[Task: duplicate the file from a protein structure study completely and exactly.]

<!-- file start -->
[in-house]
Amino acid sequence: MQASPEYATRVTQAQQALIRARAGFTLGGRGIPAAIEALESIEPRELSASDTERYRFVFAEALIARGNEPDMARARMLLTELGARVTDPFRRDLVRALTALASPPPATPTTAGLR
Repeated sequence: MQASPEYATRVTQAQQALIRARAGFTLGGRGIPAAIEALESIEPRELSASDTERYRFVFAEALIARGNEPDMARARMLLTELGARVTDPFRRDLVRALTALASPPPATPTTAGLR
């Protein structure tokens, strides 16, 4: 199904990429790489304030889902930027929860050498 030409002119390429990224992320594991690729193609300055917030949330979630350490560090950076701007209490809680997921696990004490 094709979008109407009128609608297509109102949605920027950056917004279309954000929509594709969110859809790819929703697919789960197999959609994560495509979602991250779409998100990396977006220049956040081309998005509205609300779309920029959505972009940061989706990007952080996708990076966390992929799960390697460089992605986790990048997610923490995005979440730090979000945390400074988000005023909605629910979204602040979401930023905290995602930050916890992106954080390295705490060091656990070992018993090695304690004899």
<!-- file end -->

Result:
[in-house]
Amino acid sequence: MQASPEYATRVTQAQQALIRARAGFTLGGRGIPAAIEALESIEPRELSASDTERYRFVFAEALIARGNEPDMARARMLLTELGARVTDPFRRDLVRALTALASPPPATPTTAGLR
Repeated sequence: MQASPEYATRVTQAQQALIRARAGFTLGGRGIPAAIEALESIEPRELSASDTERYRFVFAEALIARGNEPDMARARMLLTELGARVTDPFRRDLVRALTALASPPPATPTTAGLR
């Protein structure tokens, strides 16, 4: 199904990429790489304030889902930027929860050498 030409002119390429990224992320594991690729193609300055917030949330979630350490560090950076701007209490809680997921696990004490 094709979008109407009128609608297509109102949605920027950056917004279309954000929509594709969110859809790819929703697919789960197999959609994560495509979602991250779409998100990396977006220049956040081309998005509205609300779309920029959505972009940061989706990007952080996708990076966390992929799960390697460089992605986790990048997610923490995005979440730090979000945390400074988000005023909605629910979204602040979401930023905290995602930050916890992106954080390295705490060091656990070992018993090695304690004899």